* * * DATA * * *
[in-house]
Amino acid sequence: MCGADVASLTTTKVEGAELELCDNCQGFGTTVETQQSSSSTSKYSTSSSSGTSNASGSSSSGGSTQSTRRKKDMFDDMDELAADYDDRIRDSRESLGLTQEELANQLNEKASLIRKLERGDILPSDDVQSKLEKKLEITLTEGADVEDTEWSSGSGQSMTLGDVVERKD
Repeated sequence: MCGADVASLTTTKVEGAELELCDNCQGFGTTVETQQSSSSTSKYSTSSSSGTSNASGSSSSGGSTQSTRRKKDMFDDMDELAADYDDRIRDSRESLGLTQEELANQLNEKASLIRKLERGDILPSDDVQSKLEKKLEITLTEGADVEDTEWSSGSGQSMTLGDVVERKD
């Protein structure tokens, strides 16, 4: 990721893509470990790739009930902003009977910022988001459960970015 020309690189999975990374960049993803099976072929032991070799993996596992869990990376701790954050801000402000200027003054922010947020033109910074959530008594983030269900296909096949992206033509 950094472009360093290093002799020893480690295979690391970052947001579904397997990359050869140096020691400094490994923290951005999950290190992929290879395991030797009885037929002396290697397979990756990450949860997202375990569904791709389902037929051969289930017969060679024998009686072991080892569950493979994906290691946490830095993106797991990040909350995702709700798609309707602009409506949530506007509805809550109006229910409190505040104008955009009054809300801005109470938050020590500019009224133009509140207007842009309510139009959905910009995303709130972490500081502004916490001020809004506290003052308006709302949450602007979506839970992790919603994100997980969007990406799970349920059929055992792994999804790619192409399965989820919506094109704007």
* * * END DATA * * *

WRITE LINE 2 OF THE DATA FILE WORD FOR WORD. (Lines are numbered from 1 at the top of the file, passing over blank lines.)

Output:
Amino acid sequence: MCGADVASLTTTKVEGAELELCDNCQGFGTTVETQQSSSSTSKYSTSSSSGTSNASGSSSSGGSTQSTRRKKDMFDDMDELAADYDDRIRDSRESLGLTQEELANQLNEKASLIRKLERGDILPSDDVQSKLEKKLEITLTEGADVEDTEWSSGSGQSMTLGDVVERKD